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Canadian citizen reported missing in North Korea

A pastor who's visited the isolated country more than 100 times suddenly lost contact with his community in January.

By Elizabeth Shim
Canadian citizen reported missing in North Korea
A Canadian citizen reportedly has gone missing inside North Korea since late January. Hyeon Soo Lim, pastor and founder of a major Korean-Canadian church in the Toronto area, may be under North Korea's mandatory Ebola quarantine, a Canadian church official said Monday. UPI/Stephen Shaver | License Photo

TORONTO, March 2 (UPI) -- A Canadian citizen was reported missing in North Korea more than three weeks after friends and relatives lost contact with the man in late January.

Hyeon Soo Lim, pastor and founder of a major Korean-Canadian church in the Toronto area, is no stranger to North Korea, friends and relatives said. Lim has traveled to North Korea on humanitarian missions on numerous occasions since 1997, reported Yonhap.

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Lim, 60, left Canada on Jan. 27. Those in contact with Lim said his arrival at the North Korean port city of Najin was confirmed on Jan. 30. Communication was lost after Lim arrived in Pyongyang on Jan. 31.

Lim's January visit to the secluded country was humanitarian in aim, the Toronto Star reported Sunday.

RELATED North Korea to lift Ebola-related travel ban, says tour operator

Church spokeswoman Lisa Pak told the Canadian press the church cannot assume the worst, given North Korea's policy to quarantine foreigners for 21 days as part of the country's strict border measures against the Ebola epidemic.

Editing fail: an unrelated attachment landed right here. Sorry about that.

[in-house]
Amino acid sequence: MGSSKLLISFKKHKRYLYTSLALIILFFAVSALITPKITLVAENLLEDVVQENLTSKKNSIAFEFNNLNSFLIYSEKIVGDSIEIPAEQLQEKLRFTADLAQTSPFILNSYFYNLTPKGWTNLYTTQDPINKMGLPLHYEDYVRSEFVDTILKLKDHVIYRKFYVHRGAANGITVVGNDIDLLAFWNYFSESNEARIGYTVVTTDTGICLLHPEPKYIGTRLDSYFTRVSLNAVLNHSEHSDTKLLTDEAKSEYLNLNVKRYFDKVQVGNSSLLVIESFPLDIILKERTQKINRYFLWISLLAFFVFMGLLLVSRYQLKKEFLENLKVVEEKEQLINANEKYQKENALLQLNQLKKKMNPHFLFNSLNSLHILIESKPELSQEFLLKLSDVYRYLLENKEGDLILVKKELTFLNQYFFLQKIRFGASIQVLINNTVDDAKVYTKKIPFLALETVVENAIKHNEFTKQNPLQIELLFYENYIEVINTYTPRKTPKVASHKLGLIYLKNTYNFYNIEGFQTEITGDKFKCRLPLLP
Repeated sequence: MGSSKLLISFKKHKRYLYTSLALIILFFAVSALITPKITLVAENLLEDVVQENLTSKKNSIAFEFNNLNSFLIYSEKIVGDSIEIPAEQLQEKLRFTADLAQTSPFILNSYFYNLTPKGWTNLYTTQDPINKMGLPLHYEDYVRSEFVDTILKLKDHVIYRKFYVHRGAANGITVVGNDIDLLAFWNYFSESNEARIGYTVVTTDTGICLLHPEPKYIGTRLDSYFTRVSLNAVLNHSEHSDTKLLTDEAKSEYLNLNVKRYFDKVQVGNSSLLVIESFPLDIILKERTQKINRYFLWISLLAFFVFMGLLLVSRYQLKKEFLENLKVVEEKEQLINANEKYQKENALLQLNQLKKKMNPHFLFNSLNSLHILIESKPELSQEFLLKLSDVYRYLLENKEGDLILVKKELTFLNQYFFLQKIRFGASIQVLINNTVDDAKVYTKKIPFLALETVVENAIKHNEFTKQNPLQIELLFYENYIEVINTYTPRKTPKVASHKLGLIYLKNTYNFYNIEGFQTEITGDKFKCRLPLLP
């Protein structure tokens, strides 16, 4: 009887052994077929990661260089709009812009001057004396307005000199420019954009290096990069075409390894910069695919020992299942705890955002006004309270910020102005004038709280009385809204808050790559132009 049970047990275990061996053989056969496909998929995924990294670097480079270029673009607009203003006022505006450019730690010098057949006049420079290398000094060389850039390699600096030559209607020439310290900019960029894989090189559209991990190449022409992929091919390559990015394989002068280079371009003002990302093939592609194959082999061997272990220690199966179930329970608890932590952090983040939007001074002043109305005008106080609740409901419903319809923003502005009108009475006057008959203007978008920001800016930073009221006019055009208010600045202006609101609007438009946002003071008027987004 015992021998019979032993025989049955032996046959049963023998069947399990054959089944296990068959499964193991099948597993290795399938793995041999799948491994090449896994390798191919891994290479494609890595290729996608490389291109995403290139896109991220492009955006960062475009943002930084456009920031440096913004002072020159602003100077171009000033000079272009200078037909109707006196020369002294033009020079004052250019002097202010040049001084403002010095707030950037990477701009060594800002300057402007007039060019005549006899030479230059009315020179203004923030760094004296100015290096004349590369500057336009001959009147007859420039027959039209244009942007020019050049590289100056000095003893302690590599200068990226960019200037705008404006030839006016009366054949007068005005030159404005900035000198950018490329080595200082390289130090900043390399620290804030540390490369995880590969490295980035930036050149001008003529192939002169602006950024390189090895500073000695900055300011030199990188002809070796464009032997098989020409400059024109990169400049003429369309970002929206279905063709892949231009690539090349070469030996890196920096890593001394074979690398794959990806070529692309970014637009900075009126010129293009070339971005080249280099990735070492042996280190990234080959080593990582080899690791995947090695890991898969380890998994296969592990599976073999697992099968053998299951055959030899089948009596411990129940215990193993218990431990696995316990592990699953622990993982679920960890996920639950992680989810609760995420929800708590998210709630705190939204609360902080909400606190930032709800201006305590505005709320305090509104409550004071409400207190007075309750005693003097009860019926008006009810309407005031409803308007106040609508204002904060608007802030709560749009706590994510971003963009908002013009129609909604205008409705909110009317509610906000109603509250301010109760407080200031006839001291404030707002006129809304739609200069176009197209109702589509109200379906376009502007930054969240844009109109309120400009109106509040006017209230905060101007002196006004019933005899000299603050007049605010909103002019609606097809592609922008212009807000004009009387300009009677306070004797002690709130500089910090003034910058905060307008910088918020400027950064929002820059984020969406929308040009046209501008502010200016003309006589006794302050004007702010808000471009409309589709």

But on Monday a North Korea travel specialist said the Ebola-related ban may be lifted.

Park told the Toronto Star there have been communication delays with Lim during previous North Korean visits. She said the pastor has traveled to North Korea more than 100 times and the church wants to mitigate unfounded fears or concerns.

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Local politician and longtime friend, Raymond Cho, however, said he is not so certain that Lim is in safe hands.

Lim immigrated to Canada from his native South Korea in 1986. Over time, he grew his church from just five families to a congregation that includes more than 3,000 members.

Lim is familiar with North Korea's restrictions against religious activity inside its borders, Pak told the Canadian press.

RELATED Defector: North Korean slave labor system earns regime billions

In 2014, American Jeffrey Fowle was detained in North Korea for leaving a bible in a public area but was released after five months of detention in North Korea.

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